Most of the time you will ignore it because you don't need the visual aid and its slower to look at something visually, but when you want a reference its there and it doesn't cost you anything in terms of learning a new mapping, extra keystrokes etc.

  • Nice approach! I went ahead and improved it further in my answer.
    – dsimic
    Sep 4, 2023 at 22:16

A variation on your own response is to install fzf.vim and then bind to :Marks, e.g.:

nnoremap ` :Marks<CR>

This has the benefit that it will show up in fzf's fuzzy search window.

(Caveat: It does require pressing <Enter> after you've found the item.)


Below is an excerpt from my ~/.vimrc that contains the vimscript code I implemented by building upon the very good "remap nothing" idea from the already existing answer provided by @the_velour_fog.

I improved the idea and the implementation further to be almost something like "change nothing". Just hit ' or ` as usual, and you'll get the list to select a mark from, but nothing else changes, not even the error messages displayed when trying to jump to unset or unknown marks.

Actually, if you press ' + a quickly, for example, or even ' + Esc depending on the configured ttimeoutlen value, you may even not notice the list of marks being displayed for a fraction of a second, but still have the desired jump operation performed or canceled, or the original error message displayed. That's how much the original behavior remains unchanged.

Here's the vimscript code:

" Display a list of marks and allow their easy selection, without
" remapping any keys or changing the original vim behavior, down
" to the error messages produced for unknown marks
function ListSelect(command, jump)
  execute a:command
  echohl Question
  echo "Enter mark (ESC to cancel): "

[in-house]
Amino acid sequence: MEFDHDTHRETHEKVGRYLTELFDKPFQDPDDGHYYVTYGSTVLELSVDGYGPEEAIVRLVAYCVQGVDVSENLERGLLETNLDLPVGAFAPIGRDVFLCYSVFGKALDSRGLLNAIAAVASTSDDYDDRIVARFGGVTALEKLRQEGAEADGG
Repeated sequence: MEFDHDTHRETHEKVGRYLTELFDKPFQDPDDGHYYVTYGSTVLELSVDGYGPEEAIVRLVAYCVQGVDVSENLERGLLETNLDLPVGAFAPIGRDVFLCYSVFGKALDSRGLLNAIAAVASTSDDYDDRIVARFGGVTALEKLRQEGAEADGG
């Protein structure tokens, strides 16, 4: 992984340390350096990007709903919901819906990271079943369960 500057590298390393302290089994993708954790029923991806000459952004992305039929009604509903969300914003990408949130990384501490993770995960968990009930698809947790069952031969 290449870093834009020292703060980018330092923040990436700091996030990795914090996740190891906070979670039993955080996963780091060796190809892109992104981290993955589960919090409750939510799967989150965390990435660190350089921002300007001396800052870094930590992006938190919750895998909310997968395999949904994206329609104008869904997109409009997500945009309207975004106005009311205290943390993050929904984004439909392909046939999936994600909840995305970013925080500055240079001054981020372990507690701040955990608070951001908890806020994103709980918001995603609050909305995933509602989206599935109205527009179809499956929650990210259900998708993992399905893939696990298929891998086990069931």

echohl NONE
  let mark = nr2char(getchar())
  if mark !=# "\e"
      execute "normal! g" .. a:jump .. mark
      echohl ErrorMsg
      echo substitute(v:exception, "^Vim(.*):", "", "")
      echohl NONE

nnoremap <silent> ' :call ListSelect("marks", "'")<CR>
nnoremap <silent> ` :call ListSelect("marks", "`")<CR>

As visible in the vimscript code and as already described above, this version retains the ability to use Esc to cancel the whole operation, and it still produces the same E20: Mark not set and E78: Unknown mark error messages, without throwing any "executing function failed" errors at the user.

This version also produces a prompt message that looks just like all such messages produced by vim itself, furthering the "change nothing" approach.


https://github.com/Yilin-Yang/vim-markbar is worth looking at. It's got a wonderful demo.

  • 3
    Hi Josh. Could you expand on this a bit and show a bit of what the plugin does so a reader can be informed about it before they go to the link? There's similar answers here that show a plugin and go over use on this question already.
    – Dom
    Jun 10, 2021 at 15:45

Your Answer

By clicking “Post Your Answer”, you agree to our terms of service and acknowledge you have read our privacy policy.

Not the answer you're looking for? Browse other questions tagged or ask your own question.